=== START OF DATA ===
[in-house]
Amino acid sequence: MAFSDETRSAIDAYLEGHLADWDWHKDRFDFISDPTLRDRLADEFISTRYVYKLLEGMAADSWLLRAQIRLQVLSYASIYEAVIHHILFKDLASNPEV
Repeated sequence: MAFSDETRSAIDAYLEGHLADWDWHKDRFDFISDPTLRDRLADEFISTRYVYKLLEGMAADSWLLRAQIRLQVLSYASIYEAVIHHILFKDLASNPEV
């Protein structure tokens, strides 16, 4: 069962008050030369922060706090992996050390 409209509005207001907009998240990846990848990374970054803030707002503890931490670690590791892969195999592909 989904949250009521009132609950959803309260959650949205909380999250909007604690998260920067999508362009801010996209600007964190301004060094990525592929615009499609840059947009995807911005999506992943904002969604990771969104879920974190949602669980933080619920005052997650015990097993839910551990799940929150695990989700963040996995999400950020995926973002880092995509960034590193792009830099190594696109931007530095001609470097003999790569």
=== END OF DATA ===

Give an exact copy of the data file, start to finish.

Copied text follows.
[in-house]
Amino acid sequence: MAFSDETRSAIDAYLEGHLADWDWHKDRFDFISDPTLRDRLADEFISTRYVYKLLEGMAADSWLLRAQIRLQVLSYASIYEAVIHHILFKDLASNPEV
Repeated sequence: MAFSDETRSAIDAYLEGHLADWDWHKDRFDFISDPTLRDRLADEFISTRYVYKLLEGMAADSWLLRAQIRLQVLSYASIYEAVIHHILFKDLASNPEV
């Protein structure tokens, strides 16, 4: 069962008050030369922060706090992996050390 409209509005207001907009998240990846990848990374970054803030707002503890931490670690590791892969195999592909 989904949250009521009132609950959803309260959650949205909380999250909007604690998260920067999508362009801010996209600007964190301004060094990525592929615009499609840059947009995807911005999506992943904002969604990771969104879920974190949602669980933080619920005052997650015990097993839910551990799940929150695990989700963040996995999400950020995926973002880092995509960034590193792009830099190594696109931007530095001609470097003999790569």